- There are heels and babyfaces in this one! That was never the case in All Japan. It was pure sports. But here Kawada and Taue attacking the injured leg of Kobashi incited the wrath of the crowd.
- Kenta Kobashi is amazing in this match. The best performance of his career and he is in the shortlist of greatest wrestler ever. Misawa and Kawada are also on that list. Kobashi is great at selling being the weakened warrior, but his greatest contribution is during the finish. Kobashi’s leg is shot to the point he is of no use to Misawa. All he could do was lay on top of Misawa and act as a human shield as Kawada and Taue rained blows from above. Great drama during the finish
- The leg work is the crux of the thing. Kobashi had his leg worked over in a six man tag leading up to this show by Kawada and Taue and he had his like wrapped like a mummy in this match which just made it more a target. As mentioned the crowd hated when Kawada and Taue attacked it, and attack it they did. Taue chokeslammed Misawa onto Kobashi’s leg and then Kawada came off the second rope onto it. Whenever, Kobashi gained any momentum they’d go straight to the leg including a sneak low dropkick by Taue for which Kobashi in his comeback would get his revenge and do to Taue. Kobashi’s comeback consisted of going ape on both his opponent’s legs and teasing the one legged sault. After many thwarted attempts Kobashi did finally come off the top with a one legged sault onto Kawada for his last bit of offense. However, in the end he was a one legged man in an ass kicking contest.
1996 Real World Tag League
- Akiyama was not yet a main event guy. A plucky young guy ,who happened to be amazing, was where he was at. He had been working a lot with Kawada developing a rivalry and had started using the Exploder as his big move not long before this. Kawada had beaten him in their matches, the only guy Kawada was beating in 1996, but the early part of this match shows Akiyama’s growth with him getting the better of Kawada to start out.
- Taue was having a great year in 1996, winning the Champion’s Carnival and the Triple Crown, and he saves Kawada from a beating from Misawa and then takes out Akiyama with a chokeslam off the apron to the floor which takes Akiyama all but out of the match.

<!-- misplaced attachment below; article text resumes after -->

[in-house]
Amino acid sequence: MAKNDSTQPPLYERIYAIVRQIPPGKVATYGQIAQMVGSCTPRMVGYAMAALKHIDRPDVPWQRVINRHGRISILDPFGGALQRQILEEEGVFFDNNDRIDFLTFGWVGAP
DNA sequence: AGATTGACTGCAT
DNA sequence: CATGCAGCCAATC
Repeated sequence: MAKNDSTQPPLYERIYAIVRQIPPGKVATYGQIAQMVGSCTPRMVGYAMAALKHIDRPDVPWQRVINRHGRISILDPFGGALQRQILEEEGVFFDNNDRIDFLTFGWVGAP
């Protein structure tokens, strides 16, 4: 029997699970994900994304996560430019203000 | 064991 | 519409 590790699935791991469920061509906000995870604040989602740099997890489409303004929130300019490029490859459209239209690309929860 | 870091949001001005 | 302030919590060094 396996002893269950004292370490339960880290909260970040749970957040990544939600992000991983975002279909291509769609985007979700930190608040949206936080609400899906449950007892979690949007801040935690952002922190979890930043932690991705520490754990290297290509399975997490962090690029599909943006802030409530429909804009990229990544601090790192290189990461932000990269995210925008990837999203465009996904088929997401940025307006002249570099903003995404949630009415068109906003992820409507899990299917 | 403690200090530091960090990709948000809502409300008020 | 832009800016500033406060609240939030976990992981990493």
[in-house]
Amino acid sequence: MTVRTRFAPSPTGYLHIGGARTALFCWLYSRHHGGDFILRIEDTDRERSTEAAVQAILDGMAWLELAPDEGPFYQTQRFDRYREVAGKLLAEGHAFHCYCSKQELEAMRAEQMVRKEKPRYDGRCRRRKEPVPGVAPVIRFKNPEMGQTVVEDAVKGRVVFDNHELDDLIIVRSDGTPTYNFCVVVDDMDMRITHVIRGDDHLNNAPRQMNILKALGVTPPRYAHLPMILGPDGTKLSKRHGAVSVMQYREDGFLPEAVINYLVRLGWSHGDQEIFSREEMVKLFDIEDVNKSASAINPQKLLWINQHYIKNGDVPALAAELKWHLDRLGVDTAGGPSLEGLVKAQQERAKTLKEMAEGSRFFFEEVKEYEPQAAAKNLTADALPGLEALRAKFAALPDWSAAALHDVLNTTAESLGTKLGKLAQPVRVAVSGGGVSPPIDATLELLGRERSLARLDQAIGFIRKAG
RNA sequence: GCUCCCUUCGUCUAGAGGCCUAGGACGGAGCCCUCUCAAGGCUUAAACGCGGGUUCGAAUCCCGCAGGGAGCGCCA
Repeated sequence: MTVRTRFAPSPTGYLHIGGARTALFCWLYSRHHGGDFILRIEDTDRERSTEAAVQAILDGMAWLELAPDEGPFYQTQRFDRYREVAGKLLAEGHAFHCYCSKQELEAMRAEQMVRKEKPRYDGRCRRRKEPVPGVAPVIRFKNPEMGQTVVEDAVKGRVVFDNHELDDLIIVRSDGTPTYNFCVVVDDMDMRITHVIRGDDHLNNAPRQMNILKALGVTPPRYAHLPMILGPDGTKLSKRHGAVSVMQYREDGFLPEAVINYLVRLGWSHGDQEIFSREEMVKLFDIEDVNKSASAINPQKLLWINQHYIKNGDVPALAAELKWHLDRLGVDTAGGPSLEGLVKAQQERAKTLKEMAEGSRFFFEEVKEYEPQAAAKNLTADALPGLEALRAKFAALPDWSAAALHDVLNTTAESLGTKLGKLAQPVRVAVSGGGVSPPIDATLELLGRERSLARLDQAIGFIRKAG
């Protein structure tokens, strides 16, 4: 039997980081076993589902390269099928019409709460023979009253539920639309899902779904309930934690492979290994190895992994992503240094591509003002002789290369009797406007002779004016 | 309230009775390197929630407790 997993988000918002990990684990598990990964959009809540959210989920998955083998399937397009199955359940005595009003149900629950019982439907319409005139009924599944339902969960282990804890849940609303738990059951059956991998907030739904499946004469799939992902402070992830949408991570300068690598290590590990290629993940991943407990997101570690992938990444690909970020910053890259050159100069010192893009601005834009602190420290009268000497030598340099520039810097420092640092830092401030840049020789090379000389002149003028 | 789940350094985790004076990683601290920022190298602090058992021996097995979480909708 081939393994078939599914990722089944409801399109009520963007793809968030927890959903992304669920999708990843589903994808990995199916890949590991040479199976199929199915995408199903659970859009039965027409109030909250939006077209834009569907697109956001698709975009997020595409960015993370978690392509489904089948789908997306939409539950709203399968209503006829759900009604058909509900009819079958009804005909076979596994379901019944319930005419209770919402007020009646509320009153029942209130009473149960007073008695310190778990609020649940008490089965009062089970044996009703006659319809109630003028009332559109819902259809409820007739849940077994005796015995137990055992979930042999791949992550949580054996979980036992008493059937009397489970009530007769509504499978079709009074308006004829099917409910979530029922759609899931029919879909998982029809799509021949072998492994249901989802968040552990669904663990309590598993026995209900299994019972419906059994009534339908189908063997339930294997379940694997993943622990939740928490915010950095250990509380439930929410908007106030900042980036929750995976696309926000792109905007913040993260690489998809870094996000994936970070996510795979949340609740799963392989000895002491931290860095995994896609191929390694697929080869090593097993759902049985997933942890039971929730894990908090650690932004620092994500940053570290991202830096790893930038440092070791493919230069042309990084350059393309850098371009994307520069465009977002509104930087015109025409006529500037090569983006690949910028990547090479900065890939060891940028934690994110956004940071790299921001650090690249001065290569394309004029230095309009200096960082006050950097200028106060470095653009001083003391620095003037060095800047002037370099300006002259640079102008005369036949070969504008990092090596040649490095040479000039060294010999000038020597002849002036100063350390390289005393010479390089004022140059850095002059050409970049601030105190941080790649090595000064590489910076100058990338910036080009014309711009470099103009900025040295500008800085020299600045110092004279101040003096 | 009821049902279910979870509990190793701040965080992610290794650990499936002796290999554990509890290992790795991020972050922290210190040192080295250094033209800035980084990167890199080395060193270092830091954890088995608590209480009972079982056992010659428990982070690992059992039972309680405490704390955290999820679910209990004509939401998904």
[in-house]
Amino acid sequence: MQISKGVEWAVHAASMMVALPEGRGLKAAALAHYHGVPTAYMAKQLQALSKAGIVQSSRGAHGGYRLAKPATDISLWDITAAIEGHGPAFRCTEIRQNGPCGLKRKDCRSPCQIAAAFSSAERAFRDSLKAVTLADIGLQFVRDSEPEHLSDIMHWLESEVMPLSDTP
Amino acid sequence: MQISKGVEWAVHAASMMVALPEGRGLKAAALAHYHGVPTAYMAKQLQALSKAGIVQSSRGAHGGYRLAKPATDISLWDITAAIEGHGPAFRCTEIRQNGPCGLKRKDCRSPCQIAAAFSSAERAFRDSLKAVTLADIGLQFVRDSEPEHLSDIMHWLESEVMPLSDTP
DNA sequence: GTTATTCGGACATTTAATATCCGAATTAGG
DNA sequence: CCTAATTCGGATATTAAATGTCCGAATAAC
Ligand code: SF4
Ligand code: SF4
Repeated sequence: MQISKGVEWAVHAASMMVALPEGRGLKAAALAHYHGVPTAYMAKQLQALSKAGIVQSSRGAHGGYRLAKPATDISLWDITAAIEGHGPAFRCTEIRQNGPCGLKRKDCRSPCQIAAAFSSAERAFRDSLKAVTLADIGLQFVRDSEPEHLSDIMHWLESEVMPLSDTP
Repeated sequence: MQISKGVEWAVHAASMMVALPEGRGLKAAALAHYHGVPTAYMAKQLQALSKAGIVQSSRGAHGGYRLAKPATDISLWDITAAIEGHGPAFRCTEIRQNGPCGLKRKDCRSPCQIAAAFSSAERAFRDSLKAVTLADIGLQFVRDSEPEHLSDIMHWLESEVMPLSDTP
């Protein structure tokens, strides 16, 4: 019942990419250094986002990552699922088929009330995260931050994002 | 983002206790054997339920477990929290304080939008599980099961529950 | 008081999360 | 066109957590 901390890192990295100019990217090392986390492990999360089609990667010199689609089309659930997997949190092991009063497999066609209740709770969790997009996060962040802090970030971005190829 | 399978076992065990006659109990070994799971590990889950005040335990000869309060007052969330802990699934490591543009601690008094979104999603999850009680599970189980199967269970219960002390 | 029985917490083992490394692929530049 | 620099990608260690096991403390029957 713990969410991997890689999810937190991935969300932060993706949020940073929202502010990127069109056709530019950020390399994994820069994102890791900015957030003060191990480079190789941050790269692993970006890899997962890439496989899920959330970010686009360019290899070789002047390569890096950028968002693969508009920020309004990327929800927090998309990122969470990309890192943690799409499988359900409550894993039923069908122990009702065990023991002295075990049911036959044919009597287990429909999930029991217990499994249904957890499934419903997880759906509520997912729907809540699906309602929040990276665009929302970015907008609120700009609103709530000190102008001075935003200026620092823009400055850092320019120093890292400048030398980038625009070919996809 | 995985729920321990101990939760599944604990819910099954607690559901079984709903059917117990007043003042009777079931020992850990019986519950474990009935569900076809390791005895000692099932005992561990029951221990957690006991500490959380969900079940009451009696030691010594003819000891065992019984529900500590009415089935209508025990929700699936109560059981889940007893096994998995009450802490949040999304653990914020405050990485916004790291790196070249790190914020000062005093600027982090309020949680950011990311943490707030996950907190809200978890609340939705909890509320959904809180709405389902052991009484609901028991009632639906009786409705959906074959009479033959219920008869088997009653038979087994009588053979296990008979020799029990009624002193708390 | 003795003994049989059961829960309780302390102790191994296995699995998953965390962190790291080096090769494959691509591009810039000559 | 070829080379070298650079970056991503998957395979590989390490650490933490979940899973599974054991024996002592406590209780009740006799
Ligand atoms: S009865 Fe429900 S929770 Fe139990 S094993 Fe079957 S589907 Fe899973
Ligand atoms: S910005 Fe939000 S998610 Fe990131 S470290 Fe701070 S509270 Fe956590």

- The last ten minutes of this show was the greatest finishing stretch of any match ever. As mentioned Akiyama was gone, and Misawa was left to the wolves. Or Demon Army. Whatever. So Misawa fights. He fights both of them at the same time. He had spent the entire year saving Akiyama from beatings and now when he needs Akiyama he is nowhere to be found. So he takes suplexes and chokeslams and powerbombs, but he still keeps coming. It is easy to lose count of the elbows to the faces of Kawada and Taue. It was like Die Hard if Alan Rickman won in the end.
So there are the cases. After careful deliberation Defrost Reviews has come to a verdict
Results and Ratings
Triple Crown Champion Mitsuharu Misawa defeated Toshiaki Kawada via pinfall at 35:50 with the Tiger Driver ’91. Mitsuharu Misawa retained the Triple Crown Championship (Star Rating: *****)
The Holy Demon Army defeated AJPW World Tag Team Champions Mitsuharu Misawa and Kenta Kobashi via pinfall at 42:37 when Kawada pinned Misawa with a Powerbomb. The Holy Demon Army won the AJPW World Tag Team Championship (Star Rating: *****)
The Holy Demon Army defeated Mitsuharu Misawa and Jun Akiyama via pinfall at 31:37 when Kawada pinned Misawa with a Powerbomb. The Holy Demon Army won the 1996 Real World Tag League. (Star Rating: *****)
Average Rating: *****